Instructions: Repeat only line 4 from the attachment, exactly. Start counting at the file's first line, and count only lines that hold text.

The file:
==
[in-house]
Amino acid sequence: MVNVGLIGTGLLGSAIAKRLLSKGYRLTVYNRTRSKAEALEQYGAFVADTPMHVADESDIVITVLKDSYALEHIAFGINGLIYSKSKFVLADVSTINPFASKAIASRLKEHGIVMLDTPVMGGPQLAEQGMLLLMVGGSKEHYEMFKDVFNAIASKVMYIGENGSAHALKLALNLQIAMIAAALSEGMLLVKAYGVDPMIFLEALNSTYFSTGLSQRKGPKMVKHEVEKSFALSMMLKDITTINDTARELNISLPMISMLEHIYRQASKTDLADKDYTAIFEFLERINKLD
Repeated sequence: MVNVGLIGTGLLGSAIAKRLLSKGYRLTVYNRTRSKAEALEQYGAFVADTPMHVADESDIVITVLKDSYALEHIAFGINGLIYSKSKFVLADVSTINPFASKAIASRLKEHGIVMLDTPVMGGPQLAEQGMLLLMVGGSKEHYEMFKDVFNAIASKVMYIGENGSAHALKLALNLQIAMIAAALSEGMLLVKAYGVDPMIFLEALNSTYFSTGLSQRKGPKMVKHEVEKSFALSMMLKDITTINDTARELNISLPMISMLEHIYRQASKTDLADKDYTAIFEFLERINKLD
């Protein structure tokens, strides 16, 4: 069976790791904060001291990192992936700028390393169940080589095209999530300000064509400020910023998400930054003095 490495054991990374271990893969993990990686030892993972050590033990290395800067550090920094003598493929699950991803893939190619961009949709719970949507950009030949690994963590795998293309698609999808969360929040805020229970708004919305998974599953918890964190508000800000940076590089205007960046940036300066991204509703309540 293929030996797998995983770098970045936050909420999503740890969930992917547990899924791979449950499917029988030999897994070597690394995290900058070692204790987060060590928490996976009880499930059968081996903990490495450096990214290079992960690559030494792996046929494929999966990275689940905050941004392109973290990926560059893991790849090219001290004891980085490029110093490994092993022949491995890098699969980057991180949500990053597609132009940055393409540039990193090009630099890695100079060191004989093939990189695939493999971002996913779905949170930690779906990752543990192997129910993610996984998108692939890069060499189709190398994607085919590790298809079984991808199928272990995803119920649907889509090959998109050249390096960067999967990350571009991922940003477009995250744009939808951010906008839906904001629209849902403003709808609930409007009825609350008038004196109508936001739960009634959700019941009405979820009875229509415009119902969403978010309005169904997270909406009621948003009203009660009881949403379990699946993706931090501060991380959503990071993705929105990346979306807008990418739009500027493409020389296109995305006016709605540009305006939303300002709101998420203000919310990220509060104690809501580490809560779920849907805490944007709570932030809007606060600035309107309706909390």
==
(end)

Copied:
């Protein structure tokens, strides 16, 4: 069976790791904060001291990192992936700028390393169940080589095209999530300000064509400020910023998400930054003095 490495054991990374271990893969993990990686030892993972050590033990290395800067550090920094003598493929699950991803893939190619961009949709719970949507950009030949690994963590795998293309698609999808969360929040805020229970708004919305998974599953918890964190508000800000940076590089205007960046940036300066991204509703309540 293929030996797998995983770098970045936050909420999503740890969930992917547990899924791979449950499917029988030999897994070597690394995290900058070692204790987060060590928490996976009880499930059968081996903990490495450096990214290079992960690559030494792996046929494929999966990275689940905050941004392109973290990926560059893991790849090219001290004891980085490029110093490994092993022949491995890098699969980057991180949500990053597609132009940055393409540039990193090009630099890695100079060191004989093939990189695939493999971002996913779905949170930690779906990752543990192997129910993610996984998108692939890069060499189709190398994607085919590790298809079984991808199928272990995803119920649907889509090959998109050249390096960067999967990350571009991922940003477009995250744009939808951010906008839906904001629209849902403003709808609930409007009825609350008038004196109508936001739960009634959700019941009405979820009875229509415009119902969403978010309005169904997270909406009621948003009203009660009881949403379990699946993706931090501060991380959503990071993705929105990346979306807008990418739009500027493409020389296109995305006016709605540009305006939303300002709101998420203000919310990220509060104690809501580490809560779920849907805490944007709570932030809007606060600035309107309706909390």